The information below pertains to clients, Jeannie and Scott Henley:
Married, both age 55, with two grown children
2017 combined AGI = $250,000
2017 taxable income = $226,000 (assume couple takes the standard deduction)
No current Roth IRA balance
Current Rollover IRA balance = $1,250,000 (rolled over from prior employers’ 401K plans)
Current 401K balance = $250,000
** Disregard social security benefits. Jeannie and Scott plan to delay collecting benefits until age 70. Since any SS benefits the couple expect to receive should impact all scenarios equally, you do not need to factor these benefits into your planning. **
The couple’s 401K assets are primarily invested in index funds, and over the past 5 years these index funds earned an average annual return of 13%. Jeannie is concerned about a correction in the market; she would like to know how much income the couple will have to spend in retirement under different assumptions (e.g., assume their pre-tax rate of return will be 6% vs. 12%). Scott is concerned about tax rate uncertainty. He wants to know whether your planning advice would be the same if, in the future, tax rates revert back to their 2017 levels. For simplicity compare how the couple’s retirement plans assuming their future ordinary tax rate is 24% vs. 20%.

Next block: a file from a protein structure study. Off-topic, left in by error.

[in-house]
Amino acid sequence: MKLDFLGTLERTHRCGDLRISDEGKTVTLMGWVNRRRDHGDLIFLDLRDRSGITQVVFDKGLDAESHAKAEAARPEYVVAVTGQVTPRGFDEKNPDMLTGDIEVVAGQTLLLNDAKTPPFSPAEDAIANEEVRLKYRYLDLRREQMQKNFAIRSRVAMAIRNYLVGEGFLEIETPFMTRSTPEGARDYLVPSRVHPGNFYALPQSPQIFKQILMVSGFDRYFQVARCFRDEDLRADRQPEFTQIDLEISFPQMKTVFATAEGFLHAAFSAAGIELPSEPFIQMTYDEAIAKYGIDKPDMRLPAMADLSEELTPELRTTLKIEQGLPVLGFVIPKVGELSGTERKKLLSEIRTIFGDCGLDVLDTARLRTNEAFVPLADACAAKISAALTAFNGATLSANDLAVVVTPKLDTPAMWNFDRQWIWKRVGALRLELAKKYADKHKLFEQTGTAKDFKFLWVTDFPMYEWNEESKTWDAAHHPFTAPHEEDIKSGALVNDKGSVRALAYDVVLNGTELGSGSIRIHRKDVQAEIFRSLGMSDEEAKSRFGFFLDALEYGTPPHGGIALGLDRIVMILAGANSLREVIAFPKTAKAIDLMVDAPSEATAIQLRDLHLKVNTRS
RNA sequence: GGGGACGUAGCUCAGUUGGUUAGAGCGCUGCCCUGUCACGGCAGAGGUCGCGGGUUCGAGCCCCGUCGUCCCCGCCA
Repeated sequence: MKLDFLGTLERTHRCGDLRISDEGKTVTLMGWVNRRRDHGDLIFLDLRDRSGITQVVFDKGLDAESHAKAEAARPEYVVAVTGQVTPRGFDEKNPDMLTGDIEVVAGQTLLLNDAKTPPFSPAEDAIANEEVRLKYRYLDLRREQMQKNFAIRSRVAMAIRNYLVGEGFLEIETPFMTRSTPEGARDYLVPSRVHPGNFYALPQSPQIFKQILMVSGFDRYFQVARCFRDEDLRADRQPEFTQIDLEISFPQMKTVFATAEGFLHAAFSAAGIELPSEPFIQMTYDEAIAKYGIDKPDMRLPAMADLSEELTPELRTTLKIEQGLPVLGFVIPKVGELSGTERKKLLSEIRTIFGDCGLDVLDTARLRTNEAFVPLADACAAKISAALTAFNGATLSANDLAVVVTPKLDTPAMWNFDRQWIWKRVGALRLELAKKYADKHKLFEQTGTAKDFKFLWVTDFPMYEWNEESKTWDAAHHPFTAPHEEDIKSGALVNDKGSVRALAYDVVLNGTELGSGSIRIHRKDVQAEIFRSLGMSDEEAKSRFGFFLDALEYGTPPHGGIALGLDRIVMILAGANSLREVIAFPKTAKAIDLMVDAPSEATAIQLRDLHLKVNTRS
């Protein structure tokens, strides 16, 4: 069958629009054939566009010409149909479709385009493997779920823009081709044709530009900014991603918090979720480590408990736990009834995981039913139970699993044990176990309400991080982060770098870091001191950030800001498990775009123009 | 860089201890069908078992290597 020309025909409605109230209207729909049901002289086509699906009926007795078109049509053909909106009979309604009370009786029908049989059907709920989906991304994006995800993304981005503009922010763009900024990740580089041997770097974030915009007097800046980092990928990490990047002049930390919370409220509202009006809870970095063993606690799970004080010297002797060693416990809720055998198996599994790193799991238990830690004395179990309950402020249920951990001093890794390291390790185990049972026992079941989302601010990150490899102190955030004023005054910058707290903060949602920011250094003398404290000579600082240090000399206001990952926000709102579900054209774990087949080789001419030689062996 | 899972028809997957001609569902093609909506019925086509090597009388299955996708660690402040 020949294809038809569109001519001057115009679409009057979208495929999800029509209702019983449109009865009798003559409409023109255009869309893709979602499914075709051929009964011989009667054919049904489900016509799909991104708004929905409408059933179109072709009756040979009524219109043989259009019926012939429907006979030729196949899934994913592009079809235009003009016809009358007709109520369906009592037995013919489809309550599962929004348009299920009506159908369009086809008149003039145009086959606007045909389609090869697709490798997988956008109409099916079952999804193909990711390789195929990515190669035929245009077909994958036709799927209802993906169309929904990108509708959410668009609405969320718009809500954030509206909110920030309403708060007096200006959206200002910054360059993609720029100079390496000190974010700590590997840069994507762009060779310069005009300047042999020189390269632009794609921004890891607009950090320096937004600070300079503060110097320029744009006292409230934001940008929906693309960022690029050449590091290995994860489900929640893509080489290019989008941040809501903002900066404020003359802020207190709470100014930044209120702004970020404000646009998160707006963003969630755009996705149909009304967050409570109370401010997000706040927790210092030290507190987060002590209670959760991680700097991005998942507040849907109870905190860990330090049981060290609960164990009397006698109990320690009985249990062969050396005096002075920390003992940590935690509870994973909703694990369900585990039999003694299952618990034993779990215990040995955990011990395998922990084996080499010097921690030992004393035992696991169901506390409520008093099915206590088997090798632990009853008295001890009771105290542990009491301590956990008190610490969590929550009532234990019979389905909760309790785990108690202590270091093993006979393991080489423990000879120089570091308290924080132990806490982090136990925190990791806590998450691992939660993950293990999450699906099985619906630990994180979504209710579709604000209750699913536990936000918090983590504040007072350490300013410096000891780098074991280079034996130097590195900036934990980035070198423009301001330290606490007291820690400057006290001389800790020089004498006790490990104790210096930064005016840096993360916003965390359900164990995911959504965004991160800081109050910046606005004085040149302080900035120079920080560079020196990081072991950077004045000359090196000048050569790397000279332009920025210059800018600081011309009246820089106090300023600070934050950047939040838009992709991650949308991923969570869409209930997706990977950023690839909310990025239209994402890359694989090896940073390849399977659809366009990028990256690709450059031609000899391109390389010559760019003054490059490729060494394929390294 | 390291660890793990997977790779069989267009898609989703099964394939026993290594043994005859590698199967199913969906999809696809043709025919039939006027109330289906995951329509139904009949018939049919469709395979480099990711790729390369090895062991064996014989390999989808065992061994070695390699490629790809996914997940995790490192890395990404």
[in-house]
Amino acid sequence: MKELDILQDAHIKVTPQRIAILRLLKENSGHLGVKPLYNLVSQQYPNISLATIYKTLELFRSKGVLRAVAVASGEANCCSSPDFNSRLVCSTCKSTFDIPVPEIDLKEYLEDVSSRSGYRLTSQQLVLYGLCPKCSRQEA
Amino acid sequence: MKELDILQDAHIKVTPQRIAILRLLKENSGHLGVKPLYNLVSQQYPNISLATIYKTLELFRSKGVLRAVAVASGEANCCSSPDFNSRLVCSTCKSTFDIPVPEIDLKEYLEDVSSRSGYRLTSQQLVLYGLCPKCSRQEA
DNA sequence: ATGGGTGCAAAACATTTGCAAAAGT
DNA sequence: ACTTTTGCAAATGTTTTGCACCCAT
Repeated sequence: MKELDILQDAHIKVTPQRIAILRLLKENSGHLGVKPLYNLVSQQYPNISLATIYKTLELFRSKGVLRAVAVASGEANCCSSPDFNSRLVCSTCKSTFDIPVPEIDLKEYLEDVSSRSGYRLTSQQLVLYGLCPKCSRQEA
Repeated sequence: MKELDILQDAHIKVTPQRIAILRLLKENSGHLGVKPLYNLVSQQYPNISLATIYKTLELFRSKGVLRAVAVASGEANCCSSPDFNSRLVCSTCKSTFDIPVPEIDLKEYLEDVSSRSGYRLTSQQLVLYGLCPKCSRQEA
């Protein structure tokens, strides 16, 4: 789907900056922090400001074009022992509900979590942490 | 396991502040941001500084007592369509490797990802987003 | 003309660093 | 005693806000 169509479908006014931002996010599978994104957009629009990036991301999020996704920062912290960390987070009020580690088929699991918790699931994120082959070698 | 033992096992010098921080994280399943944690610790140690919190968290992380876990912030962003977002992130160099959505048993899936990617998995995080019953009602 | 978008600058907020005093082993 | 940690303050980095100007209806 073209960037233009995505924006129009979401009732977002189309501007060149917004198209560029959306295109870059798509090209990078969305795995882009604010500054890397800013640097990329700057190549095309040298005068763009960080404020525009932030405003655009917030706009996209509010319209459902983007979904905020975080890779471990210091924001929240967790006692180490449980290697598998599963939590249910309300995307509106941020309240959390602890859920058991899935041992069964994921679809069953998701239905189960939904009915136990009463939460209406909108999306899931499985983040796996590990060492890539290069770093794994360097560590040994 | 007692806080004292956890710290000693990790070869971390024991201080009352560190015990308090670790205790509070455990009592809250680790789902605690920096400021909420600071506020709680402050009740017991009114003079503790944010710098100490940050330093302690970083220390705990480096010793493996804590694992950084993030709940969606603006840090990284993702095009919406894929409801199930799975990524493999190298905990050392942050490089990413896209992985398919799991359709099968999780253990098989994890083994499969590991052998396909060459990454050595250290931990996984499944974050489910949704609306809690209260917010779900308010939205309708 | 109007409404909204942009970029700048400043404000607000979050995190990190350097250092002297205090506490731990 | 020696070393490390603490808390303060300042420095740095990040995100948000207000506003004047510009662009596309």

The couple plans to fully retire at age 65 (in 10 years). Both Jeannie and Scott would like to start working part-time (50%) this year but wonder if they should keep working full-time until retirement (another 10 years). Both Jeannie and Scott have been contributing to a 401K plan at work. Jeannie’s employer matches $0.25 per dollar for full-time employees; Scott’s employer offers no match. The couple feels they can spare 5% of their AGI pre-tax, pre-match toward retirement savings each year (they’ve been contributing $6,250 a piece). Assume if the couple continues to work full-time, they will save $12,500 pre-tax, pre-match each year toward retirement. However, if the couple starts to work part-time, they will only save $6,250 pre-tax toward retirement each year. You can also assume the couple’s ordinary tax rate is 24% in years when they work full-time and 20% in years when they work part-time.
Jeannie and Scott want to make some informed decisions as they draw closer to retirement. They want a sense of their retirement outlook under different market conditions and different tax rate assumptions. They would like advice about whether to continue making 401K contributions, contribute to a Roth IRA, or contribute to a traditional IRA. Also, the couple wants to start working part-time this year, but wants to know how much of a difference in their long-term retirement outlook early retirement will make.
Jeannie and Scott have hired your team to provide them with tax-related retirement planning advice. Prepare a brief memo (maximum 2 pages, single-spaced, excluding exhibits) for Jeannie and Scott outlining your analysis and recommendation. Your memo should include exhibits (spreadsheets or calculations) to support your analysis. Make sure your submitted document clearly indicates your group number and is well formatted (could be easily printed). Your document should be entirely self-explanatory. In other words, if Jeannie and Scott were looking at the document with you should they should be able to follow along and understand your calculations.